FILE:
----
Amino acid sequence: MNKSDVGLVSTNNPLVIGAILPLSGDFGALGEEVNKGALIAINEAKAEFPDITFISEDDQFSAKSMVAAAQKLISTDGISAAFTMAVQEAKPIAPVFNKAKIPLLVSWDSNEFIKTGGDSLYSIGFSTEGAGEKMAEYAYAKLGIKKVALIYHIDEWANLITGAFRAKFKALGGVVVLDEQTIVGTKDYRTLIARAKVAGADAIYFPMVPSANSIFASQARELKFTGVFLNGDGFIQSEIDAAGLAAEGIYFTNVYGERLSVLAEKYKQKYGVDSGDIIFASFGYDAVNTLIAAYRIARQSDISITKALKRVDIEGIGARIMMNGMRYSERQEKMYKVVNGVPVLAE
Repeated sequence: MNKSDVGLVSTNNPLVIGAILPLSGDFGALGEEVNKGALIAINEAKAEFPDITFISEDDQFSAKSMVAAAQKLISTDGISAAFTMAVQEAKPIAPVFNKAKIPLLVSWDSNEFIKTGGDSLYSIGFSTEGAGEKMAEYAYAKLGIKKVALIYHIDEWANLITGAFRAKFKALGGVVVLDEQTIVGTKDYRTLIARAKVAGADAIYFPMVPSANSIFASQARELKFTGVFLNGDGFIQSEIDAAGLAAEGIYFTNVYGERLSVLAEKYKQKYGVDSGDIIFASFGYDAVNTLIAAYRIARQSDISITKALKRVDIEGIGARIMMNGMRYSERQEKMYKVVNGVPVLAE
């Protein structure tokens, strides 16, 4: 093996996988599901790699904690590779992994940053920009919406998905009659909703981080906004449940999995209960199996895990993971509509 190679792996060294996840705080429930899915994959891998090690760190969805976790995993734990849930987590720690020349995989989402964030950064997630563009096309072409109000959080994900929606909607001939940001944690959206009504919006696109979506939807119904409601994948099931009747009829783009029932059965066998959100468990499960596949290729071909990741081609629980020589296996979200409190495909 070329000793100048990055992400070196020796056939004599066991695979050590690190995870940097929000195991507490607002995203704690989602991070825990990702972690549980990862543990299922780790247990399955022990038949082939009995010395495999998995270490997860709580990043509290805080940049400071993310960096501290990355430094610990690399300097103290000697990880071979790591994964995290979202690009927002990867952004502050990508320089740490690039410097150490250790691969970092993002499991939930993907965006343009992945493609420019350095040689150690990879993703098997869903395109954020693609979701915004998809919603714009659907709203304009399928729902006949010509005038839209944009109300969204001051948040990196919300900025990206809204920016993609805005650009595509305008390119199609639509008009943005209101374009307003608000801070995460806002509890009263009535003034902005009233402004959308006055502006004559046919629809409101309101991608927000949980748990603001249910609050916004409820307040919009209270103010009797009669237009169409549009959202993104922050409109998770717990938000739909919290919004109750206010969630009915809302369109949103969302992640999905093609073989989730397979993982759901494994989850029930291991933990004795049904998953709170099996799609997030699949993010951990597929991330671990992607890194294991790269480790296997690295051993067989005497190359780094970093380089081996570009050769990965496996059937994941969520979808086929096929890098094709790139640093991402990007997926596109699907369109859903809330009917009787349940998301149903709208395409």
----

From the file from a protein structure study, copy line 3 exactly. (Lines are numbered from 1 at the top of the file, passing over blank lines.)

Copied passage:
């Protein structure tokens, strides 16, 4: 093996996988599901790699904690590779992994940053920009919406998905009659909703981080906004449940999995209960199996895990993971509509 190679792996060294996840705080429930899915994959891998090690760190969805976790995993734990849930987590720690020349995989989402964030950064997630563009096309072409109000959080994900929606909607001939940001944690959206009504919006696109979506939807119904409601994948099931009747009829783009029932059965066998959100468990499960596949290729071909990741081609629980020589296996979200409190495909 070329000793100048990055992400070196020796056939004599066991695979050590690190995870940097929000195991507490607002995203704690989602991070825990990702972690549980990862543990299922780790247990399955022990038949082939009995010395495999998995270490997860709580990043509290805080940049400071993310960096501290990355430094610990690399300097103290000697990880071979790591994964995290979202690009927002990867952004502050990508320089740490690039410097150490250790691969970092993002499991939930993907965006343009992945493609420019350095040689150690990879993703098997869903395109954020693609979701915004998809919603714009659907709203304009399928729902006949010509005038839209944009109300969204001051948040990196919300900025990206809204920016993609805005650009595509305008390119199609639509008009943005209101374009307003608000801070995460806002509890009263009535003034902005009233402004959308006055502006004559046919629809409101309101991608927000949980748990603001249910609050916004409820307040919009209270103010009797009669237009169409549009959202993104922050409109998770717990938000739909919290919004109750206010969630009915809302369109949103969302992640999905093609073989989730397979993982759901494994989850029930291991933990004795049904998953709170099996799609997030699949993010951990597929991330671990992607890194294991790269480790296997690295051993067989005497190359780094970093380089081996570009050769990965496996059937994941969520979808086929096929890098094709790139640093991402990007997926596109699907369109859903809330009917009787349940998301149903709208395409």